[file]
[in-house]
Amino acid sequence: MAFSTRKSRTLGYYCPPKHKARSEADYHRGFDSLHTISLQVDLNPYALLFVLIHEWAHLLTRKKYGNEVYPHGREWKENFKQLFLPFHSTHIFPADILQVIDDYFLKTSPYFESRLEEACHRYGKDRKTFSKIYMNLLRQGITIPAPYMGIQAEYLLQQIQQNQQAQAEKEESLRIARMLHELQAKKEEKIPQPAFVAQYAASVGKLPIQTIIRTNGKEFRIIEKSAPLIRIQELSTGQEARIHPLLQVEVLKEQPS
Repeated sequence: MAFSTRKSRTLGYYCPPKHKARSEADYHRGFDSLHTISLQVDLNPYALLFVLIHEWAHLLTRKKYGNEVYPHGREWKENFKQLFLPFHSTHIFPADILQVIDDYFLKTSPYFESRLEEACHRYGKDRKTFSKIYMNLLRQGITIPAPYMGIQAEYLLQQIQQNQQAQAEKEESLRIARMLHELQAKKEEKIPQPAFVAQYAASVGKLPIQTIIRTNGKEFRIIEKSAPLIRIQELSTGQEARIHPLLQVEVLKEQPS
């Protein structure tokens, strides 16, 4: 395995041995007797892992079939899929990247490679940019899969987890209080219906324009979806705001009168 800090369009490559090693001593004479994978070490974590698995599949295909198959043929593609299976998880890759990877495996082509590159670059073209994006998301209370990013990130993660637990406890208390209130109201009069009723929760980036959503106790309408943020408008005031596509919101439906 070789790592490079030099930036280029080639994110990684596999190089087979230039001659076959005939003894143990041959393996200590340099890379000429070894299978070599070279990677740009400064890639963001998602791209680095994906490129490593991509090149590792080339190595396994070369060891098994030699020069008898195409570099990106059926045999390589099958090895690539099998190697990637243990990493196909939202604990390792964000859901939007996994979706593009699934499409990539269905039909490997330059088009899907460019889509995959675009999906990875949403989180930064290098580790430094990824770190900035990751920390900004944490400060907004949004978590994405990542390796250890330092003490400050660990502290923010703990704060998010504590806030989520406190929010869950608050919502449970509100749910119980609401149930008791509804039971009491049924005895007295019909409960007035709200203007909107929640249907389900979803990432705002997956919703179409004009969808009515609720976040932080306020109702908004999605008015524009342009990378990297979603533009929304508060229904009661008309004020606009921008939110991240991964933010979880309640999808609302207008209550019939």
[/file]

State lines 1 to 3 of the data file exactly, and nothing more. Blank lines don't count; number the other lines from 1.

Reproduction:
[in-house]
Amino acid sequence: MAFSTRKSRTLGYYCPPKHKARSEADYHRGFDSLHTISLQVDLNPYALLFVLIHEWAHLLTRKKYGNEVYPHGREWKENFKQLFLPFHSTHIFPADILQVIDDYFLKTSPYFESRLEEACHRYGKDRKTFSKIYMNLLRQGITIPAPYMGIQAEYLLQQIQQNQQAQAEKEESLRIARMLHELQAKKEEKIPQPAFVAQYAASVGKLPIQTIIRTNGKEFRIIEKSAPLIRIQELSTGQEARIHPLLQVEVLKEQPS
Repeated sequence: MAFSTRKSRTLGYYCPPKHKARSEADYHRGFDSLHTISLQVDLNPYALLFVLIHEWAHLLTRKKYGNEVYPHGREWKENFKQLFLPFHSTHIFPADILQVIDDYFLKTSPYFESRLEEACHRYGKDRKTFSKIYMNLLRQGITIPAPYMGIQAEYLLQQIQQNQQAQAEKEESLRIARMLHELQAKKEEKIPQPAFVAQYAASVGKLPIQTIIRTNGKEFRIIEKSAPLIRIQELSTGQEARIHPLLQVEVLKEQPS